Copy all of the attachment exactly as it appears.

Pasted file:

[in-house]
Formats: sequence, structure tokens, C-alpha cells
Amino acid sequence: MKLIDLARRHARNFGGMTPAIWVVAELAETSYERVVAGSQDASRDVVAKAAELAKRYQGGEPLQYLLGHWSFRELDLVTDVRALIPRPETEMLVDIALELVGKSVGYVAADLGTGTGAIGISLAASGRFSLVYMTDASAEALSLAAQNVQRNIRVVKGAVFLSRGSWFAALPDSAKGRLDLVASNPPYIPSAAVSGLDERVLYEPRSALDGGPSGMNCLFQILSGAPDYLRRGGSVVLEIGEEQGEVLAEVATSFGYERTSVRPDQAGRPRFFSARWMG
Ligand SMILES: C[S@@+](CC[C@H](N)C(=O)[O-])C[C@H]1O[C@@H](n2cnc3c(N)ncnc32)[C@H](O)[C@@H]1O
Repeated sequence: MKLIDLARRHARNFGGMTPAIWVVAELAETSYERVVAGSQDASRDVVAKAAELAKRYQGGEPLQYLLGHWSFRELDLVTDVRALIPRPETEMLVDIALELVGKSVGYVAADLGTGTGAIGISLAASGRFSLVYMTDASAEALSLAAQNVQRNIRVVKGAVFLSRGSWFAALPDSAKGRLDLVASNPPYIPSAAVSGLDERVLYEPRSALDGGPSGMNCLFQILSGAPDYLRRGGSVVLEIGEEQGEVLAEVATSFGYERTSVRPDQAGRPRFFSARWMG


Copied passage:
[in-house]
Formats: sequence, structure tokens, C-alpha cells
Amino acid sequence: MKLIDLARRHARNFGGMTPAIWVVAELAETSYERVVAGSQDASRDVVAKAAELAKRYQGGEPLQYLLGHWSFRELDLVTDVRALIPRPETEMLVDIALELVGKSVGYVAADLGTGTGAIGISLAASGRFSLVYMTDASAEALSLAAQNVQRNIRVVKGAVFLSRGSWFAALPDSAKGRLDLVASNPPYIPSAAVSGLDERVLYEPRSALDGGPSGMNCLFQILSGAPDYLRRGGSVVLEIGEEQGEVLAEVATSFGYERTSVRPDQAGRPRFFSARWMG
Ligand SMILES: C[S@@+](CC[C@H](N)C(=O)[O-])C[C@H]1O[C@@H](n2cnc3c(N)ncnc32)[C@H](O)[C@@H]1O
Repeated sequence: MKLIDLARRHARNFGGMTPAIWVVAELAETSYERVVAGSQDASRDVVAKAAELAKRYQGGEPLQYLLGHWSFRELDLVTDVRALIPRPETEMLVDIALELVGKSVGYVAADLGTGTGAIGISLAASGRFSLVYMTDASAEALSLAAQNVQRNIRVVKGAVFLSRGSWFAALPDSAKGRLDLVASNPPYIPSAAVSGLDERVLYEPRSALDGGPSGMNCLFQILSGAPDYLRRGGSVVLEIGEEQGEVLAEVATSFGYERTSVRPDQAGRPRFFSARWMG